Monday, 31 July 2023

Speeder reassembly

The time has come for me to reassemble the speeder. Obvs I have left this long enough to ensure I've forgotten how it comes apart and thus goes back together again. But we like a challenge.

Anyway, here are all the bits:

Firstly I will need to reassemble this angular contact bearing which came apart during disassembly:

...then refit the (matched pair) thrust bearings to the output shaft.

The locknut proved a bit of a twat to tighten, partly due to the deformed collar (used to lock it into the slot) and partly due to the nut being fairly insubstantial. From what I can tell, the Knipex adjustable grip ended up squashing the nut, causing it to bind. Anyway, I got there in the end.

Now I need to fit the planet gears in the carrier. Each has a needle bearing and a couple of brass / bronze thrust washers. I can push them in using a small vise:

But one of the thrust washers has been worn down, almost to a wafer. I have a piece of brass that is big enough, so it's lathe time. I don't have the Tree set up for toolpost drilling yet, so it's over to the Bantam for this one.

Drill out 14mm and turn down to 24mm:

Then part off a 1.2mm length to form a washer.

That did the trick.

I cleaned out all of the bearings with brake cleaner. Now I need to regrease them somewhat. Although it looks as if I have fully packed them with grease, in fact the grease is only present on one side of the bearing, so the fill factor is probably less than 30-40% or so.

The planet gears and their carrier go in before the output shaft, unless you want to disassemble it all over again. Luckily I remembered this.

Finally back together, so time to fit the ISO40 / M16 adaptor, held in with some low strength Loctite.

The output shaft seems to be fitted with  Clarkson Autolock (small) collet. John Stevenson had made up an adaptor that fits the Autolock collet at one end and accepts ER11 collets at the other. It's actually composed of an ER11 collet chuck with a taper socket on the end. There's a mating tapered element with the required 5/8" x 20tpi thread - no idea where this came from. It looks like this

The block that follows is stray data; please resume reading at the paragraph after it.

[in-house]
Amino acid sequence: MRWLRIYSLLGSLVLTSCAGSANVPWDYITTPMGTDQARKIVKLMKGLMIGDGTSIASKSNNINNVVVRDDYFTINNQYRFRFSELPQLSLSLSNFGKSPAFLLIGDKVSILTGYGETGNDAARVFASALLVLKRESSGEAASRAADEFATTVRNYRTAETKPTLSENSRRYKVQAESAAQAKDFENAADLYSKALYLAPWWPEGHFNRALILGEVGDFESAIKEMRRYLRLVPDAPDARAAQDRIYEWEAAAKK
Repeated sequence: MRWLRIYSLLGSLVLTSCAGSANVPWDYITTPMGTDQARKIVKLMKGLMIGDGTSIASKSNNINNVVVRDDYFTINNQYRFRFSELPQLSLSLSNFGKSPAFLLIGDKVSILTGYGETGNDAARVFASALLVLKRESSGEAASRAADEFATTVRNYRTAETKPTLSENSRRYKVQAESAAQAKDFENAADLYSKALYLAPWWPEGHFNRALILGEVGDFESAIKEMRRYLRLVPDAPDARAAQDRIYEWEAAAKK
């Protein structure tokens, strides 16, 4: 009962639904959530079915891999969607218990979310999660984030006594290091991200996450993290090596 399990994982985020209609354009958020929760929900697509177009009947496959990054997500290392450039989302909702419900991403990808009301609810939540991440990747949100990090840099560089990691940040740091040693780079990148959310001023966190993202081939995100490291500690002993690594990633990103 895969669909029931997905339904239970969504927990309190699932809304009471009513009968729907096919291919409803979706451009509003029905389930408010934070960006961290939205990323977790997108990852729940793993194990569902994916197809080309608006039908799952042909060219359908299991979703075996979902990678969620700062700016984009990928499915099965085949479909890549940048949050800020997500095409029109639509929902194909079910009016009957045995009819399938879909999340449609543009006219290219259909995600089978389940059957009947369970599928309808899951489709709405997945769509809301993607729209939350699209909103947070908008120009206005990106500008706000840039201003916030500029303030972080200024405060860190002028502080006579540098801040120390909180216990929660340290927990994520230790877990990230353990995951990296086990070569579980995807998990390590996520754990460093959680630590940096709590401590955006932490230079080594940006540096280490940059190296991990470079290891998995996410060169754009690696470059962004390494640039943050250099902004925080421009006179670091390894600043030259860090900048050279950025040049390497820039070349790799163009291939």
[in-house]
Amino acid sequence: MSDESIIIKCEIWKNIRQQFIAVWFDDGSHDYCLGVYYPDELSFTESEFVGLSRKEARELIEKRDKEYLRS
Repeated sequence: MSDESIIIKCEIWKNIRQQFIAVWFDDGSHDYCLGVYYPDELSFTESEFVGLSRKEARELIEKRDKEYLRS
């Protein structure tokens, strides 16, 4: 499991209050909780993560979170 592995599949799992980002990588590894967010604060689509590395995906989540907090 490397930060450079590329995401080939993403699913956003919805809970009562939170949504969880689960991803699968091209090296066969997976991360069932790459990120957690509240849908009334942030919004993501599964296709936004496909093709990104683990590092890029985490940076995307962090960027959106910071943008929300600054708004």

So finally here it is back together again.

Here are the Autolock collet and the ER11 collet chuck.

Nobody uses Autolock cutters any more, as they require a 20tpi thread on the chuck end of the cutter. Nowadays people prefer to use ER collet chucks, Weldon shank cutters, hydraulic chucks etc.

In my case, this speeder would tend to be used only for small diameter cutters under 3-4mm diameter, so an ER11 collet would be quite appropriate. This Autolock-to-ER11 adaptor is rather helpful. It's just a pity there's only one of them here and I can't see anything similar on the internet.

Back in their rightful place

Torque / reaction arm:

Speeders require something to prevent the body spinning, rather than the intended output shaft. This takes the form of some form of reaction arm and a fixed vertical rod for it to work against.

As noted, I previously made up a reaction arm for my tapping head for use with The Shiz. This also required me to make up a torque arm to prevent the chuck body from spinning. In the end, I decided that a tension-compression tapping chuck was a far better solution, so the tapping chuck was flung into the tooling rack, never to be used again.

Here's the chuck with its torque arm...

...and the rod that the torque arm picks up on, held up against the speeder in roughly the right position. 

It's got a machined bore to fit the quill of The Shiz and is held on with a pinch bolt. However, as you might expect, the pinch bolt block would foul the body of the speeder in its current form. It's upside down here but you can see that there would be a problem if I flipped it so that the rod pointed down, as would normally do.

So it looks as if I'll need to do some surgery here. It feels to me that I will need to hack off the existing pinch bolt block and fit something more (axially) space-efficient. Doesn't look like the end of the world but needs a bit more buggerage before we are done here.

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